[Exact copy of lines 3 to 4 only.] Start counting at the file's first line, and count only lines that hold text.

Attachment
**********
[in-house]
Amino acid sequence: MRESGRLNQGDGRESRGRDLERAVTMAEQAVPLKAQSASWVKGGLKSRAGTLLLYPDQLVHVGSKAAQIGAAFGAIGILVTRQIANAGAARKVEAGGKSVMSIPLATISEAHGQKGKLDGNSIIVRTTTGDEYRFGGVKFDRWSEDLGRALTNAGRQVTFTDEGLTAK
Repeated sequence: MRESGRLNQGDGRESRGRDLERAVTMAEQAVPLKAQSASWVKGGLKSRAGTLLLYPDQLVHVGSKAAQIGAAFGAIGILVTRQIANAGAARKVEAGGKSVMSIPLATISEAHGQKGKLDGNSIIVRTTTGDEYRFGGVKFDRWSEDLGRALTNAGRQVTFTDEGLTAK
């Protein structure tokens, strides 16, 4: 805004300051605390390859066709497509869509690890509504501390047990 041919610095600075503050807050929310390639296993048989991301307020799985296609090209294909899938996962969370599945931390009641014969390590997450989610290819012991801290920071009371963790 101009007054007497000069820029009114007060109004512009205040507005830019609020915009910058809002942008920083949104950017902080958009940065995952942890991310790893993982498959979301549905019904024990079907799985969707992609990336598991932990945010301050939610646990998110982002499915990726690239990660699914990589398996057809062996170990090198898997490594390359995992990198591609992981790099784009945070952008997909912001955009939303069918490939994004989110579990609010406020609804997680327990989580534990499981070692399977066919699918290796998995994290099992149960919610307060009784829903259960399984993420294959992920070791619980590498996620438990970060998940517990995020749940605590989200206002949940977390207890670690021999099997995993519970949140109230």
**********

Repeated sequence: MRESGRLNQGDGRESRGRDLERAVTMAEQAVPLKAQSASWVKGGLKSRAGTLLLYPDQLVHVGSKAAQIGAAFGAIGILVTRQIANAGAARKVEAGGKSVMSIPLATISEAHGQKGKLDGNSIIVRTTTGDEYRFGGVKFDRWSEDLGRALTNAGRQVTFTDEGLTAK
């Protein structure tokens, strides 16, 4: 805004300051605390390859066709497509869509690890509504501390047990 041919610095600075503050807050929310390639296993048989991301307020799985296609090209294909899938996962969370599945931390009641014969390590997450989610290819012991801290920071009371963790 101009007054007497000069820029009114007060109004512009205040507005830019609020915009910058809002942008920083949104950017902080958009940065995952942890991310790893993982498959979301549905019904024990079907799985969707992609990336598991932990945010301050939610646990998110982002499915990726690239990660699914990589398996057809062996170990090198898997490594390359995992990198591609992981790099784009945070952008997909912001955009939303069918490939994004989110579990609010406020609804997680327990989580534990499981070692399977066919699918290796998995994290099992149960919610307060009784829903259960399984993420294959992920070791619980590498996620438990970060998940517990995020749940605590989200206002949940977390207890670690021999099997995993519970949140109230």